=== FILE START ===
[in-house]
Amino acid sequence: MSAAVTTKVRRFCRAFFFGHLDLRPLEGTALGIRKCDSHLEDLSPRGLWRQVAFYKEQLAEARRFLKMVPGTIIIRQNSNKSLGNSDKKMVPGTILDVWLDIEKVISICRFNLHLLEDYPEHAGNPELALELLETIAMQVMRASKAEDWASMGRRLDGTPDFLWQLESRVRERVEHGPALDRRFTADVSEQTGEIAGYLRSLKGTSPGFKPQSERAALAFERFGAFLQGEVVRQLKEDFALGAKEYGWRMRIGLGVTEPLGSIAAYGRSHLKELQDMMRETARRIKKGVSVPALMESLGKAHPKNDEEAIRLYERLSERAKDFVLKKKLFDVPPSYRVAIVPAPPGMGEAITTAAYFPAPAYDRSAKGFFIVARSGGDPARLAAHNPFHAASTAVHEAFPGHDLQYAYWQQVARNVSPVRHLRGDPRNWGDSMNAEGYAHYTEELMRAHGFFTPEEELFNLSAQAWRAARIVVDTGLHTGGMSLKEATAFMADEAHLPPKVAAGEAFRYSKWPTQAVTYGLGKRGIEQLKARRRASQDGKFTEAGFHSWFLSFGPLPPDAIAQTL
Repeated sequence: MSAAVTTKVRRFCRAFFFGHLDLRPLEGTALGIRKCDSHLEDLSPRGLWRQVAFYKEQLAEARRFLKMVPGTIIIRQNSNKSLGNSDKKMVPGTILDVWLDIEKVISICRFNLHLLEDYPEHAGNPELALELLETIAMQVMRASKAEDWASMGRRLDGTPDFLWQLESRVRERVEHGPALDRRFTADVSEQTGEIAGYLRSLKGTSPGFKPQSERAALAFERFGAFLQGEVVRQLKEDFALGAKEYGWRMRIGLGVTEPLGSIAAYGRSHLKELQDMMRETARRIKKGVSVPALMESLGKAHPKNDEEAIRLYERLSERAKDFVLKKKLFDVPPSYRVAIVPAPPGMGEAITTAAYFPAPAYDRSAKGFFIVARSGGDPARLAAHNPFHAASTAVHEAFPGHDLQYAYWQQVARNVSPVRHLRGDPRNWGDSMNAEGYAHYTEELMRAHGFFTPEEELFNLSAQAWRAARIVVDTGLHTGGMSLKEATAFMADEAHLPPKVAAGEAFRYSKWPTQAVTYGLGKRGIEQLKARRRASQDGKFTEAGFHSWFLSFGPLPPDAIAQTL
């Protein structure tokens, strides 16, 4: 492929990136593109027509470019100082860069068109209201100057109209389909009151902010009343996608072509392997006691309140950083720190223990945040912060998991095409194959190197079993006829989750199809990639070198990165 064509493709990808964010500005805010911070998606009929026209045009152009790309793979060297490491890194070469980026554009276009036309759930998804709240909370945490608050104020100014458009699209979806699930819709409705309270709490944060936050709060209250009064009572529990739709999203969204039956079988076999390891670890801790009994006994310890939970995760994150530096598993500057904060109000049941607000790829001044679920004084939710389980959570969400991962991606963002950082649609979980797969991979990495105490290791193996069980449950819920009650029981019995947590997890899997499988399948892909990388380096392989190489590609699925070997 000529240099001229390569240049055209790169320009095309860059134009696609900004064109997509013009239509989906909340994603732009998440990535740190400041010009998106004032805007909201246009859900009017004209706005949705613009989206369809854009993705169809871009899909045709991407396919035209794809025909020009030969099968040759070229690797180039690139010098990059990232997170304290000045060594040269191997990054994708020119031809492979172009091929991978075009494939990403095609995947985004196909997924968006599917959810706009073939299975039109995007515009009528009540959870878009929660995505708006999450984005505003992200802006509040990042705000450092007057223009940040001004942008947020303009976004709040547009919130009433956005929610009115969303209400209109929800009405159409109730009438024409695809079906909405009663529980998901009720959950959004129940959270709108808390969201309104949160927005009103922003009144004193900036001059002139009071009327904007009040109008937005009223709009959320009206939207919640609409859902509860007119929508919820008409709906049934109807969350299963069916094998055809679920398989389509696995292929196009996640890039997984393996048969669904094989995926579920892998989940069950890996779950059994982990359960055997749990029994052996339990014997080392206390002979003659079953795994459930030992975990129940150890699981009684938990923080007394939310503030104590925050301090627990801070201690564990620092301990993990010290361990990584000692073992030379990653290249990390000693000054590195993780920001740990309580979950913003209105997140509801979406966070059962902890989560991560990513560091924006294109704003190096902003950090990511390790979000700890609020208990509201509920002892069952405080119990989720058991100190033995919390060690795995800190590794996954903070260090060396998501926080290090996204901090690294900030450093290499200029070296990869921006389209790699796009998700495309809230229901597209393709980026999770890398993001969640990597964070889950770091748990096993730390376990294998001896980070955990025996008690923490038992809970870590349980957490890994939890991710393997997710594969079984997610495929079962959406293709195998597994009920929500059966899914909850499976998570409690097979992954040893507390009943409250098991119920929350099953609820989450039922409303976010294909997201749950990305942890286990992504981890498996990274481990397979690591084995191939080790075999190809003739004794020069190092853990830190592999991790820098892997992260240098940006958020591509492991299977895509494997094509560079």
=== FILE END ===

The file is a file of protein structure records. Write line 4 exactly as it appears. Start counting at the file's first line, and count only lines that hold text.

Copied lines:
């Protein structure tokens, strides 16, 4: 492929990136593109027509470019100082860069068109209201100057109209389909009151902010009343996608072509392997006691309140950083720190223990945040912060998991095409194959190197079993006829989750199809990639070198990165 064509493709990808964010500005805010911070998606009929026209045009152009790309793979060297490491890194070469980026554009276009036309759930998804709240909370945490608050104020100014458009699209979806699930819709409705309270709490944060936050709060209250009064009572529990739709999203969204039956079988076999390891670890801790009994006994310890939970995760994150530096598993500057904060109000049941607000790829001044679920004084939710389980959570969400991962991606963002950082649609979980797969991979990495105490290791193996069980449950819920009650029981019995947590997890899997499988399948892909990388380096392989190489590609699925070997 000529240099001229390569240049055209790169320009095309860059134009696609900004064109997509013009239509989906909340994603732009998440990535740190400041010009998106004032805007909201246009859900009017004209706005949705613009989206369809854009993705169809871009899909045709991407396919035209794809025909020009030969099968040759070229690797180039690139010098990059990232997170304290000045060594040269191997990054994708020119031809492979172009091929991978075009494939990403095609995947985004196909997924968006599917959810706009073939299975039109995007515009009528009540959870878009929660995505708006999450984005505003992200802006509040990042705000450092007057223009940040001004942008947020303009976004709040547009919130009433956005929610009115969303209400209109929800009405159409109730009438024409695809079906909405009663529980998901009720959950959004129940959270709108808390969201309104949160927005009103922003009144004193900036001059002139009071009327904007009040109008937005009223709009959320009206939207919640609409859902509860007119929508919820008409709906049934109807969350299963069916094998055809679920398989389509696995292929196009996640890039997984393996048969669904094989995926579920892998989940069950890996779950059994982990359960055997749990029994052996339990014997080392206390002979003659079953795994459930030992975990129940150890699981009684938990923080007394939310503030104590925050301090627990801070201690564990620092301990993990010290361990990584000692073992030379990653290249990390000693000054590195993780920001740990309580979950913003209105997140509801979406966070059962902890989560991560990513560091924006294109704003190096902003950090990511390790979000700890609020208990509201509920002892069952405080119990989720058991100190033995919390060690795995800190590794996954903070260090060396998501926080290090996204901090690294900030450093290499200029070296990869921006389209790699796009998700495309809230229901597209393709980026999770890398993001969640990597964070889950770091748990096993730390376990294998001896980070955990025996008690923490038992809970870590349980957490890994939890991710393997997710594969079984997610495929079962959406293709195998597994009920929500059966899914909850499976998570409690097979992954040893507390009943409250098991119920929350099953609820989450039922409303976010294909997201749950990305942890286990992504981890498996990274481990397979690591084995191939080790075999190809003739004794020069190092853990830190592999991790820098892997992260240098940006958020591509492991299977895509494997094509560079």